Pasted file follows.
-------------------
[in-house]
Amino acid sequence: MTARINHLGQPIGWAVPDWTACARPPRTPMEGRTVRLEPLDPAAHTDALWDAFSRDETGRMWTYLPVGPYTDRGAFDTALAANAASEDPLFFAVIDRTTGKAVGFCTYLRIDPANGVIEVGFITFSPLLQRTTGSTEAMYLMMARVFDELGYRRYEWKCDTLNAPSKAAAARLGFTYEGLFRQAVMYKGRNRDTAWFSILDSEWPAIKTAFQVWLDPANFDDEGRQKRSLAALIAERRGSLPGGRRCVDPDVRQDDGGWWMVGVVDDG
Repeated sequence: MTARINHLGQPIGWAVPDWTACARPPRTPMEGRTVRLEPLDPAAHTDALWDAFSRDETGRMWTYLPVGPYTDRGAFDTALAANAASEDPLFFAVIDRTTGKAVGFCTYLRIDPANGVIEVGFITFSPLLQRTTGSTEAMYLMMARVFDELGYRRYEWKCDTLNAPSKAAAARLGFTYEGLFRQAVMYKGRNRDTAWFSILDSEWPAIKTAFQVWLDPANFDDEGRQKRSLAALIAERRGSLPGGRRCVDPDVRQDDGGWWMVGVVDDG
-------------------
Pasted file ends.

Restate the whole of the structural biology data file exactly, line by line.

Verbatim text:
[in-house]
Amino acid sequence: MTARINHLGQPIGWAVPDWTACARPPRTPMEGRTVRLEPLDPAAHTDALWDAFSRDETGRMWTYLPVGPYTDRGAFDTALAANAASEDPLFFAVIDRTTGKAVGFCTYLRIDPANGVIEVGFITFSPLLQRTTGSTEAMYLMMARVFDELGYRRYEWKCDTLNAPSKAAAARLGFTYEGLFRQAVMYKGRNRDTAWFSILDSEWPAIKTAFQVWLDPANFDDEGRQKRSLAALIAERRGSLPGGRRCVDPDVRQDDGGWWMVGVVDDG
Repeated sequence: MTARINHLGQPIGWAVPDWTACARPPRTPMEGRTVRLEPLDPAAHTDALWDAFSRDETGRMWTYLPVGPYTDRGAFDTALAANAASEDPLFFAVIDRTTGKAVGFCTYLRIDPANGVIEVGFITFSPLLQRTTGSTEAMYLMMARVFDELGYRRYEWKCDTLNAPSKAAAARLGFTYEGLFRQAVMYKGRNRDTAWFSILDSEWPAIKTAFQVWLDPANFDDEGRQKRSLAALIAERRGSLPGGRRCVDPDVRQDDGGWWMVGVVDDG